Sunday, July 3, 2011

Faith Of Our Founders

“Happy is the nation whose God is the Lord….” (Psalm 33:12)
As we celebrate our nations founding, it is good for us to also recall the faith of those who were our founders. By no means could all of them be consider stalwart and orthodox church-goers. However, most of them did espouse and presume a Judeo-Christian spiritual context for America that is often either ignored or downplayed today. For example, consider some of the writings/sayings of our founders:

--George Washington’s First Inaugural Speech (April 30, 1789): “It would be peculiarly improper to omit, in this first official act, my fervent supplications to that Almighty Being who rules over the universe... that His benedictions may consecrate to the... peoples of the U.S. a government instituted by themselves for these essential purposes.... No people can be bound to acknowledge and adore the Invisible Hand which conducts the affairs of men more than the people of the U.S.” [Jared Sparks, ed., THE WRITINGS OF GEORGE WASHINGTON, 12 vols. (Boston: American Stationer’s Company, 1837, NY: F. Andrew’s, 1834-1847), Vol. XII, pp. 2-5]

--Thomas Jefferson’s SECOND INAUGURAL SPEECH (1805): “I shall need the favor of that Being in whose hands we are, who led our fathers, as Israel of old, from their native land and planted them in a country flowing with all the necessities and comforts of life.” [March 4, 1805 in Saul K. Padover, ed., THE COMPLETE JEFFERSON, CONTAINING HIS MAJOR WRITINGS, PUBLISHED AND UNPUBLISHED, EXCEPT HIS LETTERS(NY: Duell, Sloan & Pearce, 1943), p. 412]]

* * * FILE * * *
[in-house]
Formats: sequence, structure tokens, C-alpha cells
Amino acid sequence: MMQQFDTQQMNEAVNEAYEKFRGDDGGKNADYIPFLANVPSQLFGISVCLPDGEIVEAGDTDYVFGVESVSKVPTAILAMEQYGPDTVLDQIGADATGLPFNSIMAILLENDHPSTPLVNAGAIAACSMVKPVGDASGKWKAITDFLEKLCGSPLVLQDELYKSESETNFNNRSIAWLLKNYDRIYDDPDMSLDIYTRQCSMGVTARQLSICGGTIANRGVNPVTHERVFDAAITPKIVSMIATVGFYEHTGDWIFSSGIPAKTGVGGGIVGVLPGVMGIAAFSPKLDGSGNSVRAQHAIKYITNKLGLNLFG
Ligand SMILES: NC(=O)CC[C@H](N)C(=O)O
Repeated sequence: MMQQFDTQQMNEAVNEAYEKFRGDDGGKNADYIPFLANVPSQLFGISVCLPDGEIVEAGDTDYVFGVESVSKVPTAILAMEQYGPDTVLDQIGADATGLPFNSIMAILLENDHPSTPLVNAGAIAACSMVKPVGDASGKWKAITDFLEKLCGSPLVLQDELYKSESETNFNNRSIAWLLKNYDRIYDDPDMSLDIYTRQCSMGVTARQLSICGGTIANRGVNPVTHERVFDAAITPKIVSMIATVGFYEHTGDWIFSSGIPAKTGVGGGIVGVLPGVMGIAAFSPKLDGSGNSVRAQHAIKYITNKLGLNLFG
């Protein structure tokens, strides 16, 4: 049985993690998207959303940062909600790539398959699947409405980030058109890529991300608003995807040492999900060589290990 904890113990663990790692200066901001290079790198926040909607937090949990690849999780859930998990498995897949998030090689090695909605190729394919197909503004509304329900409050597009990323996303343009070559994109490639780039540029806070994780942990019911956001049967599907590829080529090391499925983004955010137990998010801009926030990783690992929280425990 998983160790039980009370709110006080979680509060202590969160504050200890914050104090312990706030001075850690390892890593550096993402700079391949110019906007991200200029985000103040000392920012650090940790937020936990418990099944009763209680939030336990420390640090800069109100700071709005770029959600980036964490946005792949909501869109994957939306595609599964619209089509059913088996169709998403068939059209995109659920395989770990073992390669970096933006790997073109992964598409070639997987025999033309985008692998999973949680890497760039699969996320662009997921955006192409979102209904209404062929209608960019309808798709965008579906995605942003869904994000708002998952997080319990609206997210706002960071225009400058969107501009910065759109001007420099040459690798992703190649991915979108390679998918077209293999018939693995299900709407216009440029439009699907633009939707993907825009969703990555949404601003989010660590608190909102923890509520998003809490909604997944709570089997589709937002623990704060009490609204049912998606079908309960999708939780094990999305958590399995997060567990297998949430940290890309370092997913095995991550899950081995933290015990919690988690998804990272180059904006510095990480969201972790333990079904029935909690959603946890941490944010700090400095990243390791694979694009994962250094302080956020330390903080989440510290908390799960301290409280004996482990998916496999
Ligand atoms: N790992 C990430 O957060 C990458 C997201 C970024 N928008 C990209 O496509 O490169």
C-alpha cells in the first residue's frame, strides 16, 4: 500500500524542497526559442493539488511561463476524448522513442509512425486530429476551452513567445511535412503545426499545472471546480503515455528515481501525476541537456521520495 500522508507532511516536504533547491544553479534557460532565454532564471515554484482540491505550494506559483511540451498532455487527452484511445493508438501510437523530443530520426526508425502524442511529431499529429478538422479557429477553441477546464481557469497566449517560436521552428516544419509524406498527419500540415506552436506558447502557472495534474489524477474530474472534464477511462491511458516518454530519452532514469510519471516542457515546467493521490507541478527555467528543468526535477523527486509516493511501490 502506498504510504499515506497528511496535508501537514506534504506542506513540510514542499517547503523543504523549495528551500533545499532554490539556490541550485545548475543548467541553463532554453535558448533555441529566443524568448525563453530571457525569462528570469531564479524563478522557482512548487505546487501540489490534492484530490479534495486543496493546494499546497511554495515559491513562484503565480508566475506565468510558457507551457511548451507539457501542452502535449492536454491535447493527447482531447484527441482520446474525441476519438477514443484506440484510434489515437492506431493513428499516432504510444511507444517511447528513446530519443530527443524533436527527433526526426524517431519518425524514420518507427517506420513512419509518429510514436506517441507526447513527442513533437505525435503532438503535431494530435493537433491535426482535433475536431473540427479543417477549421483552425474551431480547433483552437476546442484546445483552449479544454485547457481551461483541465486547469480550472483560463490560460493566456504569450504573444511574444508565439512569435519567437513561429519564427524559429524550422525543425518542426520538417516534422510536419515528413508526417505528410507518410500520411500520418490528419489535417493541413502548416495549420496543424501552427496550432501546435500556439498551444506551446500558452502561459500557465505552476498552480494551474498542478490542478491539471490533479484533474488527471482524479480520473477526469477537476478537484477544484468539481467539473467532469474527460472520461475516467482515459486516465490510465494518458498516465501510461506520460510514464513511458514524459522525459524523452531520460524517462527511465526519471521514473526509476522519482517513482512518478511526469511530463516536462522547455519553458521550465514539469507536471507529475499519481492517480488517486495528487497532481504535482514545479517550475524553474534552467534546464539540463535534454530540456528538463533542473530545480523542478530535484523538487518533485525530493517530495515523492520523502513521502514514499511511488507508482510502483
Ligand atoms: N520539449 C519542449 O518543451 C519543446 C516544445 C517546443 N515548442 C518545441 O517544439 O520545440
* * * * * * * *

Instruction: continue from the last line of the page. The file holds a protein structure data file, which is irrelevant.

--Benjamin Franklin: “There is one God, Father of the Universe. That He is infinitely good, powerful, and wise. That He is omnipresent. That He ought to be worshiped, by adoration prayer and thanksgiving both in publick and private. That He loves such of His creatures as love and do good to others: and will reward them either in this world or hereafter... That knowledge and learning is to be cultivated, and Ignorance dissipated. That none but the virtuous are wise, that man’s perfection is in virtue” [Leonard Labaree, ed., THE PAPTERS OF BENJAMIN FRANKLIN (New Haven: Yale University Press, 1959), Vol. I, p. 213]

In response, some have argued that statements such as these represent only pro-forma (i.e., “politically correct”) acknowledgements of religion from their authors, and do not therefore represent their personal views. However, the fact that they were written or said at all is significant – their authors must have believed enough truth about them to write or state them, whether they believed everything in them personally or not. As historian Noman Cousins explains, “Not all of the founders acknowledged a formal faith, but it was significant that their view of [humanity] had a deeply religious foundation.” [Norman Cousins, ‘IN GOD WE TRUST: THE RELIGIOUS BELIEFS AND IDEAS OF AMERICA'S FOUNDING FATHERS (Harper and Brothers, 1958), p. 10]

The point here is that regardless of their own personal beliefs, our founders obviously recognized the truth that nations are only as strong as the moral and religious life that undergirds them, and that when that is threatened, the fabric of society begins to unravel.

So, as we celebrate our nation’s birthday, may we celebrate by also remembering the God who has made it all possible, and by each of us helping to keep firm our commitment to being “one nation, under God.” Remember that God loves you and I do, too!

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